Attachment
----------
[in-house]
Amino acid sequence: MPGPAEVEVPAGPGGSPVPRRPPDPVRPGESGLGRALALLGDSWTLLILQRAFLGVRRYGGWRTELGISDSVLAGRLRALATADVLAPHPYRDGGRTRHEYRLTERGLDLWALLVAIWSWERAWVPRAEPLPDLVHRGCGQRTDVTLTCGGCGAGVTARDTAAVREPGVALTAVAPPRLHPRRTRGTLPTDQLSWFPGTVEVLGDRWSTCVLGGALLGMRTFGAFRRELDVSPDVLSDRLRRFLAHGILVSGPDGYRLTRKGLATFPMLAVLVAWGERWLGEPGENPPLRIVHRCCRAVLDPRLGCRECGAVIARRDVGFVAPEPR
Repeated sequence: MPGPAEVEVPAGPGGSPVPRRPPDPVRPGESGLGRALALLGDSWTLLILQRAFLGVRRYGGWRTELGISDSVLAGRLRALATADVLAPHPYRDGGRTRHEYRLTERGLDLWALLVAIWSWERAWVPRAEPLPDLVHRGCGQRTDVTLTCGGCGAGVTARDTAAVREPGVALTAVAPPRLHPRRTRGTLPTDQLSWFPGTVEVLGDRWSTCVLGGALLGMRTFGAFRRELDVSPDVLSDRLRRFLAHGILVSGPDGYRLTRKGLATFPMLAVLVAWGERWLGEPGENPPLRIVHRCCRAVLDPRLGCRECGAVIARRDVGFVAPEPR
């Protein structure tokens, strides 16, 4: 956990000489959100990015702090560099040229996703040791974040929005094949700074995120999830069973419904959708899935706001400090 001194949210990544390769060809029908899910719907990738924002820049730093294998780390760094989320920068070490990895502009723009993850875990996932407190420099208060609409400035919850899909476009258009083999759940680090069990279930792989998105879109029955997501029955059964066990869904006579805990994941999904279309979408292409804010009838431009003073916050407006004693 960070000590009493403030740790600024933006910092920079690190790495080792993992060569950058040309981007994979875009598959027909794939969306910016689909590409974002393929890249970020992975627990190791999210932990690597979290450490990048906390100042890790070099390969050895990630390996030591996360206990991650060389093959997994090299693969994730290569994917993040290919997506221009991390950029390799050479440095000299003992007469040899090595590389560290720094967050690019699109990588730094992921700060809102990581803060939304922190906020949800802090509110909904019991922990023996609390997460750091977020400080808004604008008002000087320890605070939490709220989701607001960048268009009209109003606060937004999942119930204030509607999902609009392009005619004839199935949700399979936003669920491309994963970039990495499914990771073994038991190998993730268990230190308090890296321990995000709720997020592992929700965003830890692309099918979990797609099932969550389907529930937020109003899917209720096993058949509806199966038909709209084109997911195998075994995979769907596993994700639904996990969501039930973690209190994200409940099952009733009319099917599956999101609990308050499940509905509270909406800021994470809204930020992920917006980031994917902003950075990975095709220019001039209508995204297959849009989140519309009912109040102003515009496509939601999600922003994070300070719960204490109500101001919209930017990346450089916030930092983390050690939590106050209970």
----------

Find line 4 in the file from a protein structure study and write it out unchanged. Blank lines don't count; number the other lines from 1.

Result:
């Protein structure tokens, strides 16, 4: 956990000489959100990015702090560099040229996703040791974040929005094949700074995120999830069973419904959708899935706001400090 001194949210990544390769060809029908899910719907990738924002820049730093294998780390760094989320920068070490990895502009723009993850875990996932407190420099208060609409400035919850899909476009258009083999759940680090069990279930792989998105879109029955997501029955059964066990869904006579805990994941999904279309979408292409804010009838431009003073916050407006004693 960070000590009493403030740790600024933006910092920079690190790495080792993992060569950058040309981007994979875009598959027909794939969306910016689909590409974002393929890249970020992975627990190791999210932990690597979290450490990048906390100042890790070099390969050895990630390996030591996360206990991650060389093959997994090299693969994730290569994917993040290919997506221009991390950029390799050479440095000299003992007469040899090595590389560290720094967050690019699109990588730094992921700060809102990581803060939304922190906020949800802090509110909904019991922990023996609390997460750091977020400080808004604008008002000087320890605070939490709220989701607001960048268009009209109003606060937004999942119930204030509607999902609009392009005619004839199935949700399979936003669920491309994963970039990495499914990771073994038991190998993730268990230190308090890296321990995000709720997020592992929700965003830890692309099918979990797609099932969550389907529930937020109003899917209720096993058949509806199966038909709209084109997911195998075994995979769907596993994700639904996990969501039930973690209190994200409940099952009733009319099917599956999101609990308050499940509905509270909406800021994470809204930020992920917006980031994917902003950075990975095709220019001039209508995204297959849009989140519309009912109040102003515009496509939601999600922003994070300070719960204490109500101001919209930017990346450089916030930092983390050690939590106050209970």